How GM got caught in the grip of Venezuela’s chaos – Detroit Free Press
General Motors halted operations in Venezuela on Thursday after the car maker’s plant in the country was seized by public authorities, the company said.
Elissa Robinson/ DFP
Automakers and other global companies with a presence in Venezuela have struggled for years to deal with falling demand for their products and to keep control of their plants as the country descended into economic and political turmoil.
The dire business environment became highly publicized Thursday, a day after the country’s government seized a General Motors plant in Valencia.
GM has said the plant “was unexpectedly taken by the public authorities,” and said it plans to fight the seizure through all legal means both inside and outside of the country.
The automaker also said the government’s action caused “irreparable damage to the company, its 2,678 workers, its 79 dealers and its suppliers,” even though it declined to say what the plant has been producing in recent years.
But there have been plenty of warning signs of trouble over the years as the government nationalized several other industries and seized assets from companies including ExxonMobil and Auburn Hills-based Guardian Industries.
Former President Hugo Chavez took control of a number of industries, including the electricity, telecom, metal and agricultural sectors. Many companies have challenged the legality of the takeovers and Venezuela faces more than 20 international arbitration cases, according to Daniel Rustmann, co-chair of Butzel Long’s global automotive practice.
Meanwhile, automotive sales have dropped from more than 112,000 in 2012 to about 3,375 in 2016, according to estimates from IHS Automotive.
“The problem has been largely around currency,” said Stephanie Brinley, senior analyst for IHS Automotive. “The government hasn’t been allowing the companies to convert Venezuelan bolivars into dollars and suppliers want to be paid in dollars.”
Several automakers reached agreements with the government last year allowing them to accept U.S. dollars as they sold vehicles or in a mixture of dollars and bolivars.
At one time, GM was building several different Chevrolet cars including the Aveo, Cruze and Spark in the country, Brinley said. But demand for new cars and trucks has fallen so low that GM has not built any vehicles in the country since 2015, Brinley said.
GM has retained workers on its payroll even though the plant has not been operating.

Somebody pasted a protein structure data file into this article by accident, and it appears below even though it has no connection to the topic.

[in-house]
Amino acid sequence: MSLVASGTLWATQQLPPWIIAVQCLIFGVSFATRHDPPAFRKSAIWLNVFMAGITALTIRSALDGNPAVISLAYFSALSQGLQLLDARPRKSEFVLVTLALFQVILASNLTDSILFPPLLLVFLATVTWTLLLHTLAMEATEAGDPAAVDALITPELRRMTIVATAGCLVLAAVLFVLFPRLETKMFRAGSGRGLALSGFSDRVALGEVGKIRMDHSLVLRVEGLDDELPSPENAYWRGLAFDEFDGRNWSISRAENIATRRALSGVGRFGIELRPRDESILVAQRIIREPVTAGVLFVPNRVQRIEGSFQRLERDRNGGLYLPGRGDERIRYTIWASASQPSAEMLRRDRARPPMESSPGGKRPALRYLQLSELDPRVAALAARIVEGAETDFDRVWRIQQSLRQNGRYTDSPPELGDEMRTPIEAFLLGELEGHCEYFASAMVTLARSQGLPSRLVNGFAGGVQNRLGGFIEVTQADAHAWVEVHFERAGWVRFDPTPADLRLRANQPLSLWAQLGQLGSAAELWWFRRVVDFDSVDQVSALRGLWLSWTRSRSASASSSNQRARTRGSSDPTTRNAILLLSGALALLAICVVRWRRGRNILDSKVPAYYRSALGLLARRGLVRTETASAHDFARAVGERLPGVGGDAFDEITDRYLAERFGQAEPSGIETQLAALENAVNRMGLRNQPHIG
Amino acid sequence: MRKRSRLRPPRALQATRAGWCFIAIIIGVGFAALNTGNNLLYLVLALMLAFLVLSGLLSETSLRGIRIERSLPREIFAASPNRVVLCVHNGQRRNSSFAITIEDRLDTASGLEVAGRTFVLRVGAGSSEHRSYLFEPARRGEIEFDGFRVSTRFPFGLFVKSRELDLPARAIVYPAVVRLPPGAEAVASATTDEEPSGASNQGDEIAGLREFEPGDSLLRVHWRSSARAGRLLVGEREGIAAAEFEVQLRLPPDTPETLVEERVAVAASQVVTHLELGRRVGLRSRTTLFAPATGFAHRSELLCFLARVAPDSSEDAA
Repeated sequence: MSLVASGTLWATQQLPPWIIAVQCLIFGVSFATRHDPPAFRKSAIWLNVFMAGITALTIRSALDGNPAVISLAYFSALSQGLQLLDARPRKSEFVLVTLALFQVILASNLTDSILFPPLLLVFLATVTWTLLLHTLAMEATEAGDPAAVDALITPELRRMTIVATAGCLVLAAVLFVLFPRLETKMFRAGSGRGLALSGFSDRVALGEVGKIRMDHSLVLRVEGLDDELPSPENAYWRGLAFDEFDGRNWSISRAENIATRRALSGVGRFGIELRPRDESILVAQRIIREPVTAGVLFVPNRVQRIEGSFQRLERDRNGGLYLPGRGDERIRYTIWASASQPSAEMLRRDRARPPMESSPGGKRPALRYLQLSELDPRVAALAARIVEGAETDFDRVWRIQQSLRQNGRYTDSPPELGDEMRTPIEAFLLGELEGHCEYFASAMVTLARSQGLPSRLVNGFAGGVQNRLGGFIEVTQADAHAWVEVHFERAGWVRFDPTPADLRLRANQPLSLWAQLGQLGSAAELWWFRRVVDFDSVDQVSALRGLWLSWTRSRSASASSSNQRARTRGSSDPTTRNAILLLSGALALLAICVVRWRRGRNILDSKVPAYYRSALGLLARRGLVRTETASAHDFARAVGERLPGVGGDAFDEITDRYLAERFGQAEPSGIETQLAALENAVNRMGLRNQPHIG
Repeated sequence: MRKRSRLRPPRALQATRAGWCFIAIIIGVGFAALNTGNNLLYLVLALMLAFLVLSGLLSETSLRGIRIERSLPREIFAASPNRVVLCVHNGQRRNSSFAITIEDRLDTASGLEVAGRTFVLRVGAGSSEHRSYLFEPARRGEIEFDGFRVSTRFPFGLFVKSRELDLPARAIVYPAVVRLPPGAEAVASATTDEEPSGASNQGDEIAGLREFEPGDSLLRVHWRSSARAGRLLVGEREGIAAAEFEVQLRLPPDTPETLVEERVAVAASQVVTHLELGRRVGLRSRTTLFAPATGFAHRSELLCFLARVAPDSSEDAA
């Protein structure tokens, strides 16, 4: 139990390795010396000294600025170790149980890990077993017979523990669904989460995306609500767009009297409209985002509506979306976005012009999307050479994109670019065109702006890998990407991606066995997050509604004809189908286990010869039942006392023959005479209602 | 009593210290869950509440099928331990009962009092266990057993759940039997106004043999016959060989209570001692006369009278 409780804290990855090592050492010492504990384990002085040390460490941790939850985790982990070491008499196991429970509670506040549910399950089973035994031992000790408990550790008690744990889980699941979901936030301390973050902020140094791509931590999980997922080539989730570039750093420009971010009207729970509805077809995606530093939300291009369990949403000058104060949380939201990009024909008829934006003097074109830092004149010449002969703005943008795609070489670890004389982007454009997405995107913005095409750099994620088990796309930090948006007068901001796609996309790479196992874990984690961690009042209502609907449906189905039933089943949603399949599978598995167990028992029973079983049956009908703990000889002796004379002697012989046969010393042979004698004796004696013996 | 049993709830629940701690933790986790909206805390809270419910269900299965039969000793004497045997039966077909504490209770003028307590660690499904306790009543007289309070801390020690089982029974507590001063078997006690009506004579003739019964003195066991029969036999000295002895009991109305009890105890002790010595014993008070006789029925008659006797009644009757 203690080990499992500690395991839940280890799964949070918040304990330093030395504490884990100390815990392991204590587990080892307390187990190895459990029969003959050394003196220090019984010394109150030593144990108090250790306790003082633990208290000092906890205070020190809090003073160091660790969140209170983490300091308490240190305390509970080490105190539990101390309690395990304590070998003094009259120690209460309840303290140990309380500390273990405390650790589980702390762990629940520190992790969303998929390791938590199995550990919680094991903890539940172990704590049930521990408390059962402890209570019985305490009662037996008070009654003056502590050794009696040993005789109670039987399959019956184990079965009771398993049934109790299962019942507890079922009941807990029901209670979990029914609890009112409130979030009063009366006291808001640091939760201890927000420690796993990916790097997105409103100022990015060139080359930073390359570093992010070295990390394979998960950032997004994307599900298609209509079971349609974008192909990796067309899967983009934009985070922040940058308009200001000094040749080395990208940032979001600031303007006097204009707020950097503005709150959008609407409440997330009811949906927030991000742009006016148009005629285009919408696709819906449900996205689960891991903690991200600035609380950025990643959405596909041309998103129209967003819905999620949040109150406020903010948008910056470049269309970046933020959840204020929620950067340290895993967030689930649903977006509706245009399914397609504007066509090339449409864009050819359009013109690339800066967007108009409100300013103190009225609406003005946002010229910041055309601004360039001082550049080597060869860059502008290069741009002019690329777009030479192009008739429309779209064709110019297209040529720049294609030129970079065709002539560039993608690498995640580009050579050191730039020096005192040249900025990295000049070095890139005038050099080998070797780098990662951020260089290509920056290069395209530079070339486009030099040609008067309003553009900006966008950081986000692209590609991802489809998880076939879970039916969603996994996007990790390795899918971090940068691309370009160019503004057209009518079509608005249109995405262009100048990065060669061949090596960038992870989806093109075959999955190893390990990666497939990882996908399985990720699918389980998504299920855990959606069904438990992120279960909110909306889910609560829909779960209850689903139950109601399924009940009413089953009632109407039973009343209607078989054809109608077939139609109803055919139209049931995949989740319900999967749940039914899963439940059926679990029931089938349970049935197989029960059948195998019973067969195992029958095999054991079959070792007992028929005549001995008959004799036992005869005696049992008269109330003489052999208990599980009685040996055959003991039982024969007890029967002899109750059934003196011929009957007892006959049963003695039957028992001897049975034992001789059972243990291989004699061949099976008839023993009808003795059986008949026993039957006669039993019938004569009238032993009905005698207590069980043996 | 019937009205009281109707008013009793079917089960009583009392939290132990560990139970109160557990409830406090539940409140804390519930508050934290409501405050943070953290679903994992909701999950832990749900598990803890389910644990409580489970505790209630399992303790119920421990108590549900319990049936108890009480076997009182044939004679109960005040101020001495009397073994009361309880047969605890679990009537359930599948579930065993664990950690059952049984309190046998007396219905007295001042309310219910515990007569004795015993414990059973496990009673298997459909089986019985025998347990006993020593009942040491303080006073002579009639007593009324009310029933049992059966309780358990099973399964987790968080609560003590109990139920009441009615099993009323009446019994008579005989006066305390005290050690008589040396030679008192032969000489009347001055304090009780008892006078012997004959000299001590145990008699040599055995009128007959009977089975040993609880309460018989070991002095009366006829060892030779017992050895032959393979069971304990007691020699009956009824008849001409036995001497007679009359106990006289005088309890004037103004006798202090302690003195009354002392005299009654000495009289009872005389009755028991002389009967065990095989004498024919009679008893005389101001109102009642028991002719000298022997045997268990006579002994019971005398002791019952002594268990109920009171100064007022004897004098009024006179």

Toyota shut down its plant for six months last year before resuming production in August.
And while Fiat Chrysler Automobiles said Thursday that it is “maintaining its production plans,” the Auburn Hills automaker only built an estimated 37 vehicles there last year, Brinley said.
Ford recorded a onetime charge of $800 million against its 2014 financial results so it could stop reporting income from its operations in the country.
Automotive suppliers also have faced difficulties in the country.
Last August, Auburn Hills-based Guardian Industries said the Venezuelan government gained full authority to control and operate Guardian Venezuela. Guardian did not return a phone call and an e-mail Thursday to provide an update on the status of its operations.
Dana Corp., a Toledo-area based axle manufacturer, sold its two plants in Venezuela in 2015 and recorded a $77-million charge so it could exit the country.
ExxonMobil initially had some luck with its legal challenge against Venezuela. In 2014, the World Bank’s International Center for Settlement of Investment Disputes ordered the country to pay ExxonMobil $1.4 billion. But Venezuela challenged that ruling. A World Bank arbitration panel has ruled that Venezuela will not have to pay most of the judgment.
Earlier this year, a number of political observers predicted U.S. relations with the country would grow worse after former ExxonMobil CEO Rex Tillerson was nominated to become secretary of state.
Tillerson, on Wednesday, was critical of how the government was handling political protests in Venezuela as thousands took to the streets, leading to several deaths and hundreds of arrests, according to numerous media reports.
“We are concerned that the government of Maduro is violating its own constitution and is not allowing the opposition to have their voices heard, nor allowing them to organize in a way that expresses the views of the Venezuelan people,” Tillerson said during a news briefing.
All of this will make GM’s effort to regain control of its plant more difficult, said Butzel Long’s Rustmann.
Venezuela has terminated its membership in the World Bank, eliminating the legal option that ExxonMobil had, he said. GM can file a lawsuit against the country in the U.S. under the Foreign Sovereign Immunities Act, Rustmann said. But even if GM wins, collecting a settlement would be unlikely.
Contact Brent Snavely: 313-222-6512 or firstname.lastname@example.org. Follow him on Twitter @BrentSnavely.